David Crisafulli says Bundaberg will get the okay on many flood betterment projects.
David Crisafulli says Bundaberg will get the okay on many flood betterment projects. Greg Miller

Raft of flood betterment projects are set to get the nod

A RAFT of flood betterment projects for Bundaberg are due to be announced within weeks.

Community Recovery and Resilience Minister David Crisafulli said he had read all the submissions from councils, including Bundaberg Regional Council.

"I can safely predict there are many projects that will get the nod in the Bundaberg region because they represent good value for money," he said.

"There are more than a couple of dozen projects that really hit the mark."

Mr Crisafulli said betterment was vital because the same "bits of infrastructure" were being washed away repeatedly in floods.

Mr Crisafulli said applications from more than 48 councils proved the $80 million joint federal/state fund fell well short of the mark.

Flood-affected Queensland councils had applied for nearly $1 billion of Betterment Fund projects to make assets more flood-resilient.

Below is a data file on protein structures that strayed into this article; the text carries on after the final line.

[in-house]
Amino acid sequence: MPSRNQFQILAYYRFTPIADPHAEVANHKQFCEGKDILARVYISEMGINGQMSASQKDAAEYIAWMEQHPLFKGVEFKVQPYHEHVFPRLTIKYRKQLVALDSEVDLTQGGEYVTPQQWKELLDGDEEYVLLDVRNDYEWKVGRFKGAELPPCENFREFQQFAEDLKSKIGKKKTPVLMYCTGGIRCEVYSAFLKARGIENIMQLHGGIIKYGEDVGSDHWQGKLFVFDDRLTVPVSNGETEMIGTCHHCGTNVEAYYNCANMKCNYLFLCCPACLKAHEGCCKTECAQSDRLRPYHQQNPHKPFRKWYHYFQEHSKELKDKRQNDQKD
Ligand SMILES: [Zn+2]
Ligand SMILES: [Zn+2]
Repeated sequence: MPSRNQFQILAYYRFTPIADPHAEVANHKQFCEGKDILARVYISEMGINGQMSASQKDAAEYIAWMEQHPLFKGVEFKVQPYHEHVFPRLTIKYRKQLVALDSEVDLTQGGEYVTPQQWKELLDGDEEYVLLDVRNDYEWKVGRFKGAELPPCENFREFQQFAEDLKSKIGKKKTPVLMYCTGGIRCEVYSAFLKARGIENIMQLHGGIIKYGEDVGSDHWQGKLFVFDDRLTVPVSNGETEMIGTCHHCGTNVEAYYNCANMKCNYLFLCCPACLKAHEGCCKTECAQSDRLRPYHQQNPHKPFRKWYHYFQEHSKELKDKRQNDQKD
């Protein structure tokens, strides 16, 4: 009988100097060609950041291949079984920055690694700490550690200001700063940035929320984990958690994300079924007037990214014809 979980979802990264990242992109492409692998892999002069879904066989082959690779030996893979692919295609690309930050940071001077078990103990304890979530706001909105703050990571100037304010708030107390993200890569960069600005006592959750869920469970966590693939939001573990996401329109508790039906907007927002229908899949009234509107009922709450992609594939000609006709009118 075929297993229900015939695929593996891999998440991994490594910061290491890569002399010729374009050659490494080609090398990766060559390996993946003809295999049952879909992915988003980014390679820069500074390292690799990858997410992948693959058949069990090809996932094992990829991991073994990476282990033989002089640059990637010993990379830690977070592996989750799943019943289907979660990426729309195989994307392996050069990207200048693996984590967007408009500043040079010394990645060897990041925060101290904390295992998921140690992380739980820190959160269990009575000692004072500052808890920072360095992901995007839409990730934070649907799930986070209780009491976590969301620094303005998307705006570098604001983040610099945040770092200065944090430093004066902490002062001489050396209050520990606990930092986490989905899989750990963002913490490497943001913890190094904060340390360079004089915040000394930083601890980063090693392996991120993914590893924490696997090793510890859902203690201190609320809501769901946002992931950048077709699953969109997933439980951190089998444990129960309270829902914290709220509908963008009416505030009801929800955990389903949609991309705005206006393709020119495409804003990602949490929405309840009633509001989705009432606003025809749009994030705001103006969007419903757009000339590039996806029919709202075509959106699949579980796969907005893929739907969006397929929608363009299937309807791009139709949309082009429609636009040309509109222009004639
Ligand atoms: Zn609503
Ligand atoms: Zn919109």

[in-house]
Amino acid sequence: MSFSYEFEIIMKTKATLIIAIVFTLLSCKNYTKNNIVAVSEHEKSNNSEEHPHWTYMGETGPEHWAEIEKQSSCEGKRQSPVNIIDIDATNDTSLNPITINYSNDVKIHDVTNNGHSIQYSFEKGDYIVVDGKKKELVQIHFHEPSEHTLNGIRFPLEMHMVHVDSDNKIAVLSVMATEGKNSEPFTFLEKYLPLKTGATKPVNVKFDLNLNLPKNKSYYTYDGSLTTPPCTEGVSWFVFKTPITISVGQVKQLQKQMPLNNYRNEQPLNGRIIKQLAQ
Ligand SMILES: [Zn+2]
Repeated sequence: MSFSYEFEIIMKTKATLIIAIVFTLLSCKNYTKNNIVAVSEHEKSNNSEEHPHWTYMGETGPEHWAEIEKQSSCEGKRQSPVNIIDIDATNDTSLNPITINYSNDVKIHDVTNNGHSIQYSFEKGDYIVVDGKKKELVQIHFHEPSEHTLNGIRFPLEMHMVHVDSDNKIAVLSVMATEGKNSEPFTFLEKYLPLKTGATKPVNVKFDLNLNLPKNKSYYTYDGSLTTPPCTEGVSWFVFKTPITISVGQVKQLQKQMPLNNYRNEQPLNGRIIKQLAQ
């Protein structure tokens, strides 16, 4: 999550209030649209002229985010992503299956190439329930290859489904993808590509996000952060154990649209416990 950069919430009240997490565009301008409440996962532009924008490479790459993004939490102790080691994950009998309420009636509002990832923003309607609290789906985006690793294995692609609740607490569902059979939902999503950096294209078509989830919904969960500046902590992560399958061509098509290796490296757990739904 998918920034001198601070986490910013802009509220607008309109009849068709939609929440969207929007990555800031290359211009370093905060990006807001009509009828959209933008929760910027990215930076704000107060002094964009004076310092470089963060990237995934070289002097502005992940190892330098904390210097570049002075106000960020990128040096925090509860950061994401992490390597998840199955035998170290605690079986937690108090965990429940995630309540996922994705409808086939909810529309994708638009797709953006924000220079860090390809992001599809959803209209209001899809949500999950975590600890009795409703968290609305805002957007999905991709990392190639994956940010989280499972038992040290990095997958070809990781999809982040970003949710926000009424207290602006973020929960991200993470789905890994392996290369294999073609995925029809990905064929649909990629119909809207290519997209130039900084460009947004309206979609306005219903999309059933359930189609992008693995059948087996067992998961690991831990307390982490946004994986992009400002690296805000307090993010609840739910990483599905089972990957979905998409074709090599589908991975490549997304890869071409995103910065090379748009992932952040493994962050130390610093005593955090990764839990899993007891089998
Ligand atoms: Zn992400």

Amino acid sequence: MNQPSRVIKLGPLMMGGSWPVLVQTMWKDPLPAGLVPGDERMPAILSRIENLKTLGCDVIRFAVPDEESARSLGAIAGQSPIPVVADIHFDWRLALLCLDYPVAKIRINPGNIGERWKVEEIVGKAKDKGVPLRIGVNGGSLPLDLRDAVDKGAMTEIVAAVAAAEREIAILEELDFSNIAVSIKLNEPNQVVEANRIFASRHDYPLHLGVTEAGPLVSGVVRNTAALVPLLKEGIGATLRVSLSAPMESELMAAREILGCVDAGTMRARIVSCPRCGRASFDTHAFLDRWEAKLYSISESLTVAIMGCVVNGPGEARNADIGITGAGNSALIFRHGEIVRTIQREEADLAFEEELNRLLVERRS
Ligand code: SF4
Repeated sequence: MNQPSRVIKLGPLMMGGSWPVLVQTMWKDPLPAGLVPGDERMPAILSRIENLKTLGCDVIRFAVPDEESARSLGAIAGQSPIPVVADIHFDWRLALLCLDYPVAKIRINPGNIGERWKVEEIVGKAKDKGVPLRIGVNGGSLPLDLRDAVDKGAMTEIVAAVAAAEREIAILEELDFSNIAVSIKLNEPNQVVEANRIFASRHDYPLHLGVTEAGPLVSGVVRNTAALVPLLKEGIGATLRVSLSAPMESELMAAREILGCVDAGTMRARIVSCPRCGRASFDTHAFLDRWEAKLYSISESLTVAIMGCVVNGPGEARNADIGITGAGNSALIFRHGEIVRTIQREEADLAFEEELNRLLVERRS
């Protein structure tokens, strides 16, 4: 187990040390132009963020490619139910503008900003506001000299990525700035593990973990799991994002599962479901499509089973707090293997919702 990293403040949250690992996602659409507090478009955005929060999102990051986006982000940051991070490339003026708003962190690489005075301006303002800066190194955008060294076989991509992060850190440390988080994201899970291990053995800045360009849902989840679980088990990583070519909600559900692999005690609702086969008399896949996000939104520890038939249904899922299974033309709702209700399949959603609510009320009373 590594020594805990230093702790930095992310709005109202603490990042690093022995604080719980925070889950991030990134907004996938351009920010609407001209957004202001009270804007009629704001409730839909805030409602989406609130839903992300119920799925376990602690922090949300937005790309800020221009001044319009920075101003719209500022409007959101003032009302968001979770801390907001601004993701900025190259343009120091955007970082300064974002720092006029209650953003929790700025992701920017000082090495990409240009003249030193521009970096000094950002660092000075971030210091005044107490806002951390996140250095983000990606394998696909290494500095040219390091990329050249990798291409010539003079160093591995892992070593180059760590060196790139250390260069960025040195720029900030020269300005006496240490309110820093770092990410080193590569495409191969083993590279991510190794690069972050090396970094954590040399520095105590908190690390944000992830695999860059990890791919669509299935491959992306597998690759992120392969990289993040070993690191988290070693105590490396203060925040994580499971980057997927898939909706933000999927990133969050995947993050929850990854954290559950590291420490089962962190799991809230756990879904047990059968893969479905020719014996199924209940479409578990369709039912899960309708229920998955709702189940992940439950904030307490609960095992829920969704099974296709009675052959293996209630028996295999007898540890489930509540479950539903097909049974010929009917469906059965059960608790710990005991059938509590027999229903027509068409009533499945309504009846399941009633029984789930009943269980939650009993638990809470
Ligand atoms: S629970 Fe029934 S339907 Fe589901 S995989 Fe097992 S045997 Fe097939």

Mr Crisafulli vowed to continue lobbying the Federal Government and the Opposition to raise the State Government's preferred $200 million funding pool.

"I plan to ... try to secure commitments to bring it up to $200 million," he said.

"The strong interest from councils has confirmed ... they have been frustrated going through the motions replacing 'like-for-like' only to see it washed away the next time it floods.

"While you will never completely flood-proof a state as big and diverse as Queensland, I know that stronger assets this time around will ensure the recovery bill will be reduced the next time disaster strikes."

Mr Crisafulli said the projects predominantly related to stronger roads and drainage, but other infrastructure such as water and sewage treatment plants, bridges and culverts had also been forwarded.

Several councils also submitted additional requests totalling nearly $400 million to fund upgrades to State Government assets such as important Department of Transport and Main Roads' thoroughfares.

"While the Federal Government has ruled state assets ineligible, the submissions prove that in many cases councils see these as their number one priority," Mr Crisafulli said.